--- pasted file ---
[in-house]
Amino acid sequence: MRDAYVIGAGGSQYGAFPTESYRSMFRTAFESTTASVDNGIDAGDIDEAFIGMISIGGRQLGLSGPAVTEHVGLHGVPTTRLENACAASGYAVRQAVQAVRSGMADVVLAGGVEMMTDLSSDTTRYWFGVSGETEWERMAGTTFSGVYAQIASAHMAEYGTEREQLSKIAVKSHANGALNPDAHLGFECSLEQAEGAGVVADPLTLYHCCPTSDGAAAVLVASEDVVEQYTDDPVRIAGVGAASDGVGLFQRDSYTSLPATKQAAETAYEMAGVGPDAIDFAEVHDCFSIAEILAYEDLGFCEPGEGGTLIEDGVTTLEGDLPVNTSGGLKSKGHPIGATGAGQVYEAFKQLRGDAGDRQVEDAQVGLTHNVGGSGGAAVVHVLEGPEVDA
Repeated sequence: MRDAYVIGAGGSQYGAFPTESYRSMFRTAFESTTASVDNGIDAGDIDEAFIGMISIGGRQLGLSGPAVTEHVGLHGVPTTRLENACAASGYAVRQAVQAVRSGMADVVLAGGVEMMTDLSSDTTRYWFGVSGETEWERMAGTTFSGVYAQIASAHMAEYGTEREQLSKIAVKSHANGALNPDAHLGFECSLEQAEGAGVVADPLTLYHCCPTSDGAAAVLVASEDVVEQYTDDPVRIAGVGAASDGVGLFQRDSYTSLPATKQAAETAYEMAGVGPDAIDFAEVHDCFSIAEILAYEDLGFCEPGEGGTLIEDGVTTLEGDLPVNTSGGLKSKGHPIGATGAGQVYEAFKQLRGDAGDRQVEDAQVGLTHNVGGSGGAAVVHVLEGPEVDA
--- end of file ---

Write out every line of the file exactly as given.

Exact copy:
[in-house]
Amino acid sequence: MRDAYVIGAGGSQYGAFPTESYRSMFRTAFESTTASVDNGIDAGDIDEAFIGMISIGGRQLGLSGPAVTEHVGLHGVPTTRLENACAASGYAVRQAVQAVRSGMADVVLAGGVEMMTDLSSDTTRYWFGVSGETEWERMAGTTFSGVYAQIASAHMAEYGTEREQLSKIAVKSHANGALNPDAHLGFECSLEQAEGAGVVADPLTLYHCCPTSDGAAAVLVASEDVVEQYTDDPVRIAGVGAASDGVGLFQRDSYTSLPATKQAAETAYEMAGVGPDAIDFAEVHDCFSIAEILAYEDLGFCEPGEGGTLIEDGVTTLEGDLPVNTSGGLKSKGHPIGATGAGQVYEAFKQLRGDAGDRQVEDAQVGLTHNVGGSGGAAVVHVLEGPEVDA
Repeated sequence: MRDAYVIGAGGSQYGAFPTESYRSMFRTAFESTTASVDNGIDAGDIDEAFIGMISIGGRQLGLSGPAVTEHVGLHGVPTTRLENACAASGYAVRQAVQAVRSGMADVVLAGGVEMMTDLSSDTTRYWFGVSGETEWERMAGTTFSGVYAQIASAHMAEYGTEREQLSKIAVKSHANGALNPDAHLGFECSLEQAEGAGVVADPLTLYHCCPTSDGAAAVLVASEDVVEQYTDDPVRIAGVGAASDGVGLFQRDSYTSLPATKQAAETAYEMAGVGPDAIDFAEVHDCFSIAEILAYEDLGFCEPGEGGTLIEDGVTTLEGDLPVNTSGGLKSKGHPIGATGAGQVYEAFKQLRGDAGDRQVEDAQVGLTHNVGGSGGAAVVHVLEGPEVDA